Summary: For any pair of quantum states, an initial state |$I$ñ and a final quantum state |$F$ñ, in a Hilbert space, there are many Hamiltonians $H$ under which |$I$ñ evolves into |$F$ñ. Let us impose the constraint that the difference between the largest and smallest eigenvalues of $H, E_{max}$ and $E_{min}$, is held fixed. We can then determine the Hamiltonian $H$ that satisfies this constraint and achieves the transformation from the initial state to the final state in the least possible time $\tau $. For Hermitian Hamiltonians, $\tau $ has a nonzero lower bound. However, among non-Hermitian $P$T-symmetric Hamiltonians satisfying the same energy constraint, $\tau $ can be made arbitrarily small without violating the time-energy uncertainty principle. The minimum value of $\tau $ can be made arbitrarily small because for $P$T-symmetric Hamiltonians the path from the vector |$I$ñ to the vector |$F$ñ, as measured using the Hilbert-space metric appropriate for this theory, can be made arbitrarily short. The mechanism described here is similar to that in general relativity in which the distance between two space-time points can be made small if they are connected by a wormhole. This result may have applications in quantum computing.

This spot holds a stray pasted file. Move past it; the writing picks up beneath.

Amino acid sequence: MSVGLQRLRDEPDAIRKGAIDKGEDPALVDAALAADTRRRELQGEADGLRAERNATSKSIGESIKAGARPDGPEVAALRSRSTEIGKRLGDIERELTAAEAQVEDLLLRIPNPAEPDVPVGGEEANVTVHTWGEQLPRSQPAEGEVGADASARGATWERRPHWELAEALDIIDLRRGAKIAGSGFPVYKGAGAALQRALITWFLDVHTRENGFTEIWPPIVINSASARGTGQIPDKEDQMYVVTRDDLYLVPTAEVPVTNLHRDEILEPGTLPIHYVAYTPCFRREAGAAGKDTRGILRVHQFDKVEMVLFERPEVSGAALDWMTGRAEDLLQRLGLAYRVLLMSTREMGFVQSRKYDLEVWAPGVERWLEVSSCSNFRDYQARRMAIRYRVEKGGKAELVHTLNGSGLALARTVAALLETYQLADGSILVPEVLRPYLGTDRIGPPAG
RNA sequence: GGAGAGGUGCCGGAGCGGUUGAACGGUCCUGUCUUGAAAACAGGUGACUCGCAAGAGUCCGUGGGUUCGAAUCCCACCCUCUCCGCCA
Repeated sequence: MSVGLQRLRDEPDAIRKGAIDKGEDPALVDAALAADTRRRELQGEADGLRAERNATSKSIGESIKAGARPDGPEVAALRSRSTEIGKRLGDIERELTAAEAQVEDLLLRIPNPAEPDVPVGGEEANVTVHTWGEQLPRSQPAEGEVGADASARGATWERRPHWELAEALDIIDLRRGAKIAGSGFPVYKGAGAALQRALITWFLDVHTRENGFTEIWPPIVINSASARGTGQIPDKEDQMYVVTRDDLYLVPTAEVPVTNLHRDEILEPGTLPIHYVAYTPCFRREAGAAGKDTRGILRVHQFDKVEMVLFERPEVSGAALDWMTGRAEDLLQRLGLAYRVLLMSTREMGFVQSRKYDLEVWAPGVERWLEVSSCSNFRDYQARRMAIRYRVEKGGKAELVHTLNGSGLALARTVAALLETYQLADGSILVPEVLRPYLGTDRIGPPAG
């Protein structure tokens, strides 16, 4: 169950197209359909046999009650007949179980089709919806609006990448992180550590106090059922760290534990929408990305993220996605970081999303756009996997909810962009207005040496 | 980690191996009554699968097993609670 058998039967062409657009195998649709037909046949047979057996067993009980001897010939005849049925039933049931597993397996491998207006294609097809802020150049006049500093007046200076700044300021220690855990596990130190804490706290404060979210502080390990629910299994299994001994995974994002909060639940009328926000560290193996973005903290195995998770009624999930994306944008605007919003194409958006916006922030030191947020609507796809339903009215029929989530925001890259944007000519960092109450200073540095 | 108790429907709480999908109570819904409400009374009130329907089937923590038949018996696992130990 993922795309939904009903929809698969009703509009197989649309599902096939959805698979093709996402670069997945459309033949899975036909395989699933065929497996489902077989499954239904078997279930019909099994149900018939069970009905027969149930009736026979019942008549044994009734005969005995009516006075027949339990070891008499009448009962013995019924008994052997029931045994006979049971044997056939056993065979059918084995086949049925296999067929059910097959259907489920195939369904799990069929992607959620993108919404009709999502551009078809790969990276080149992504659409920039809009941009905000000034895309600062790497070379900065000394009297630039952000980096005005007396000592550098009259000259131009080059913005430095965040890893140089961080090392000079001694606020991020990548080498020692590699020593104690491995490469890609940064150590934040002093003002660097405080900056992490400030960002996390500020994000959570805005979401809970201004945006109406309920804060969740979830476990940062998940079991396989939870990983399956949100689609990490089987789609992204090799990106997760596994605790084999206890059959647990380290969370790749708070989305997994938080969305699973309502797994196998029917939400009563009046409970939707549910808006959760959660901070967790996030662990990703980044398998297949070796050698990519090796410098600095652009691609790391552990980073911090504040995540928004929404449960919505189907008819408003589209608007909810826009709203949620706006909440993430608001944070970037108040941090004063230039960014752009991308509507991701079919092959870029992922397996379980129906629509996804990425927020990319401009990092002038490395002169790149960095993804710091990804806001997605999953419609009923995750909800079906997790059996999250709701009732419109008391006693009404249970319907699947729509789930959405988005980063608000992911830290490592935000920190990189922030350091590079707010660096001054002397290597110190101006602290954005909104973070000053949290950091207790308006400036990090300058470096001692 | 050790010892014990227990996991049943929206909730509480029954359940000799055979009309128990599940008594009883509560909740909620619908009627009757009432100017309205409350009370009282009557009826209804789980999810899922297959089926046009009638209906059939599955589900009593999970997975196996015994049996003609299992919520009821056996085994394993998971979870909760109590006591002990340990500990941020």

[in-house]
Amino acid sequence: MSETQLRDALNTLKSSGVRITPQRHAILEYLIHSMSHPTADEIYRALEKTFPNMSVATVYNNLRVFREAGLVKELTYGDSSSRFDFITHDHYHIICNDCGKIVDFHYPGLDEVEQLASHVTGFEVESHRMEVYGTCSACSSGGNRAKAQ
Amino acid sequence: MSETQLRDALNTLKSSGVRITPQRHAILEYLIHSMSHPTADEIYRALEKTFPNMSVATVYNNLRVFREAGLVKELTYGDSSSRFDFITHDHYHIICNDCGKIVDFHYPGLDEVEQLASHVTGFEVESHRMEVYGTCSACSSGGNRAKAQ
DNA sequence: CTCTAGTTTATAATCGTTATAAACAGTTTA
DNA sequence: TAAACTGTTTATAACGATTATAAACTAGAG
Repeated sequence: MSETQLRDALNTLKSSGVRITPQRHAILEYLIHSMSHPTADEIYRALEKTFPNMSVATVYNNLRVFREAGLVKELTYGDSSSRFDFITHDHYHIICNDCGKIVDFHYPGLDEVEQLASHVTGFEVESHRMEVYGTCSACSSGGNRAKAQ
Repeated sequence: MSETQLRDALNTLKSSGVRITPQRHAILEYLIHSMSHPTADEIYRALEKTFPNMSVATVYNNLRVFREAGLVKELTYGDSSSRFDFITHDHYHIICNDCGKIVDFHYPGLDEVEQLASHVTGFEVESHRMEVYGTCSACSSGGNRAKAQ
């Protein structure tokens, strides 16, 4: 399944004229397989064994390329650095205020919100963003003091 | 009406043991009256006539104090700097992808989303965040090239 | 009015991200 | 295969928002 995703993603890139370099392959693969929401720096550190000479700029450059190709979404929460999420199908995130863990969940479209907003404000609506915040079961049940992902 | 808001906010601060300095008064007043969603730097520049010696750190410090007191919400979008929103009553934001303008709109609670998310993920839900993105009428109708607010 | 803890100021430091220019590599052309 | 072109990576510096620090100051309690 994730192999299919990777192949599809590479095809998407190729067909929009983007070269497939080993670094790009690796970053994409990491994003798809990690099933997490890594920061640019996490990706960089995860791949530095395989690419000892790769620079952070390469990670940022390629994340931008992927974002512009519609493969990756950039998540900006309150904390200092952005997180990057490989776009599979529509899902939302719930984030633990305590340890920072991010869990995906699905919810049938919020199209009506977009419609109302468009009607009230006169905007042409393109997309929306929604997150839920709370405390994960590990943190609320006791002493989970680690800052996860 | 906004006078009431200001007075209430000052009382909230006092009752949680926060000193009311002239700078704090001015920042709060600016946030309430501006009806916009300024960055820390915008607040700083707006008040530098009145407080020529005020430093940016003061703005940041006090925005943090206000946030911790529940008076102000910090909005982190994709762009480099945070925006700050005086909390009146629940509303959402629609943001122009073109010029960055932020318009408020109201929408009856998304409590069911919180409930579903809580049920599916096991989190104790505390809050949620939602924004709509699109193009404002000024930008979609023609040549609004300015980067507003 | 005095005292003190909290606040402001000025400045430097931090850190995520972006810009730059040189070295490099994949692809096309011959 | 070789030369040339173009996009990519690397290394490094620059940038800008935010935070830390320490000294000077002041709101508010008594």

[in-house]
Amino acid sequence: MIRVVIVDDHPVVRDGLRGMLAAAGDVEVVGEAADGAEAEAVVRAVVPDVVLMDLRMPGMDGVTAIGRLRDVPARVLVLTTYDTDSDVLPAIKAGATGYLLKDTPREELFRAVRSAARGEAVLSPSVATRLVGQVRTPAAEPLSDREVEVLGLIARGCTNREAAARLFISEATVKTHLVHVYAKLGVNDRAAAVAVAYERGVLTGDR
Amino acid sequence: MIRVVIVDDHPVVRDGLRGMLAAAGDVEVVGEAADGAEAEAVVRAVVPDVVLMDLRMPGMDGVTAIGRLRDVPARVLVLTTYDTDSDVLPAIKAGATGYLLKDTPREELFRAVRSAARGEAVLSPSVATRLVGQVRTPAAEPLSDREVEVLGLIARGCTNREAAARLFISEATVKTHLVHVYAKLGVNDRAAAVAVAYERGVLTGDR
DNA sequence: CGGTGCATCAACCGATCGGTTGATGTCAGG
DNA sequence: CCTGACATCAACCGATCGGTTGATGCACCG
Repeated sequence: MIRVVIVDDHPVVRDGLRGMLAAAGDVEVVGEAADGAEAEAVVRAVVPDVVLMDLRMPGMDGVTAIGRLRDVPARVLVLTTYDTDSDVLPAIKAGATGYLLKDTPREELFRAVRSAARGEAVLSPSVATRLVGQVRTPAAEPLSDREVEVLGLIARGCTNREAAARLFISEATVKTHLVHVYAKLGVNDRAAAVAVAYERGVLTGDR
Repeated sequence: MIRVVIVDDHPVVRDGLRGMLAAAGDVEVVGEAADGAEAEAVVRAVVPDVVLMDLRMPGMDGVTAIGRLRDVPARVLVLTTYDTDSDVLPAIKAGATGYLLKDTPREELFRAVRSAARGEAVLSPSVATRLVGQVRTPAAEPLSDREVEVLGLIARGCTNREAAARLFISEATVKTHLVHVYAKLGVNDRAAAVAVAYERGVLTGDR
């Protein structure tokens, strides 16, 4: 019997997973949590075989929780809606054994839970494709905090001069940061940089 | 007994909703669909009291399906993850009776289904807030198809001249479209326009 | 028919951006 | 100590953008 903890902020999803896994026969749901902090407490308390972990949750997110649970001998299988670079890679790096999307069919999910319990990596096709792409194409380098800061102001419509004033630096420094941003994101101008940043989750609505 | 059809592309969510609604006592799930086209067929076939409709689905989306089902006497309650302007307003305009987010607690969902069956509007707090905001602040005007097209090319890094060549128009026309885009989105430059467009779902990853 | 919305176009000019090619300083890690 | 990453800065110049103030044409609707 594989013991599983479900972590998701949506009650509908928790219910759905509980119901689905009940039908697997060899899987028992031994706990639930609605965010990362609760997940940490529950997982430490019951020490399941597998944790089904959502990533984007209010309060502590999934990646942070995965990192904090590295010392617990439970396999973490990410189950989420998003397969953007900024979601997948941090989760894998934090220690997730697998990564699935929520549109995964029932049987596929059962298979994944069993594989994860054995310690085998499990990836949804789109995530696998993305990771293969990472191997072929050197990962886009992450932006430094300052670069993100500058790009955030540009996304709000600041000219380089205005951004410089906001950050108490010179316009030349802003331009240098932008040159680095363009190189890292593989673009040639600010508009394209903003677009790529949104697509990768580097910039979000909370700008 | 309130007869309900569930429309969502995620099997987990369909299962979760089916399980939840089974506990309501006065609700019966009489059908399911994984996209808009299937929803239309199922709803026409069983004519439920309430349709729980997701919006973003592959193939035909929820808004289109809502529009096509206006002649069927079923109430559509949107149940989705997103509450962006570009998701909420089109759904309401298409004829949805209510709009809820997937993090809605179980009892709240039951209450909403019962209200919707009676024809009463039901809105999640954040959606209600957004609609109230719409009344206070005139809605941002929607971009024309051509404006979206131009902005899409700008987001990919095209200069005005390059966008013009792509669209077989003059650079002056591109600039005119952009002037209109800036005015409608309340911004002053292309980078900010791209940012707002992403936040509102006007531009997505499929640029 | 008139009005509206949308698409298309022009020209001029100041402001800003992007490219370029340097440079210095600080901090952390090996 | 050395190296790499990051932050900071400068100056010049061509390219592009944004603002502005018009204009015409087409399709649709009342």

81Q10, 81S99

brachistochrone, PT quantum mechanics, parity, time reversal, time evolution, unitarity